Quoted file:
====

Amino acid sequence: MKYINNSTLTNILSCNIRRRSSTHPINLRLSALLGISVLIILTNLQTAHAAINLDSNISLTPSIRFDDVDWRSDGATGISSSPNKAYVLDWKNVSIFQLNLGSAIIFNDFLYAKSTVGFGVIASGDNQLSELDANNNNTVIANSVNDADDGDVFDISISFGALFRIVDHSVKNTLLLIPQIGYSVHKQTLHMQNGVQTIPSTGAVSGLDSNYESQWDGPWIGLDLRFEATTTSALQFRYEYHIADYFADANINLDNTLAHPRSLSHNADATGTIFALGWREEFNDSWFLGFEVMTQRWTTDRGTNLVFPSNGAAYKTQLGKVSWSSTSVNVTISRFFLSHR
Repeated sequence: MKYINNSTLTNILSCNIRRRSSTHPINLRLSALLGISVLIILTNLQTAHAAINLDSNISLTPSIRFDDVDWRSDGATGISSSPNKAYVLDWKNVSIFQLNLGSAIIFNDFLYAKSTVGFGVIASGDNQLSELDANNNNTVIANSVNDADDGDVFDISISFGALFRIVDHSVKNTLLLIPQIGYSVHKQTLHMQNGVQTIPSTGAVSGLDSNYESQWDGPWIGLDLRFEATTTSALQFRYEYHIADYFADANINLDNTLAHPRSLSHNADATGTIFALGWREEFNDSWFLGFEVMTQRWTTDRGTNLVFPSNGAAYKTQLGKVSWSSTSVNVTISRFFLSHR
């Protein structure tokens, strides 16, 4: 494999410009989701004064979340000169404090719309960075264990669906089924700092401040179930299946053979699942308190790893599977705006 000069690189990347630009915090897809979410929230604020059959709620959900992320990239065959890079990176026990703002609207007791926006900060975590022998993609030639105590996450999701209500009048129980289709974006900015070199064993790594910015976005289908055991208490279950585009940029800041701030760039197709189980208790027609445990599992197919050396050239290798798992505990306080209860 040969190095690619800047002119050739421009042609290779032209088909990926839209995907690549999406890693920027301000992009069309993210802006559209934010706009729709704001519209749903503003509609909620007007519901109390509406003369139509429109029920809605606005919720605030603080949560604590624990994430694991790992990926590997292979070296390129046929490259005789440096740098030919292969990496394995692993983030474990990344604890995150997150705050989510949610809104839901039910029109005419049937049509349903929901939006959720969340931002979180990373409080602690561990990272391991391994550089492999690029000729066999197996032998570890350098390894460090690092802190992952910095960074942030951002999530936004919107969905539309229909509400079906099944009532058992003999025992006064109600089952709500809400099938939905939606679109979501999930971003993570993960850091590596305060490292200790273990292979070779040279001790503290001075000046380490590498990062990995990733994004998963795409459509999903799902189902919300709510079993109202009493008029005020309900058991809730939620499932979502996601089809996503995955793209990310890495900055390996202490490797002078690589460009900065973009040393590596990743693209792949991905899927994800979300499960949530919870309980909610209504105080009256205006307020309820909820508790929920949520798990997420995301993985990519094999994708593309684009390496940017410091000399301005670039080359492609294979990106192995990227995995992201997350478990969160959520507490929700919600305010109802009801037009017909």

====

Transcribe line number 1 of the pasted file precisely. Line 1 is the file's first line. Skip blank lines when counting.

Amino acid sequence: MKYINNSTLTNILSCNIRRRSSTHPINLRLSALLGISVLIILTNLQTAHAAINLDSNISLTPSIRFDDVDWRSDGATGISSSPNKAYVLDWKNVSIFQLNLGSAIIFNDFLYAKSTVGFGVIASGDNQLSELDANNNNTVIANSVNDADDGDVFDISISFGALFRIVDHSVKNTLLLIPQIGYSVHKQTLHMQNGVQTIPSTGAVSGLDSNYESQWDGPWIGLDLRFEATTTSALQFRYEYHIADYFADANINLDNTLAHPRSLSHNADATGTIFALGWREEFNDSWFLGFEVMTQRWTTDRGTNLVFPSNGAAYKTQLGKVSWSSTSVNVTISRFFLSHR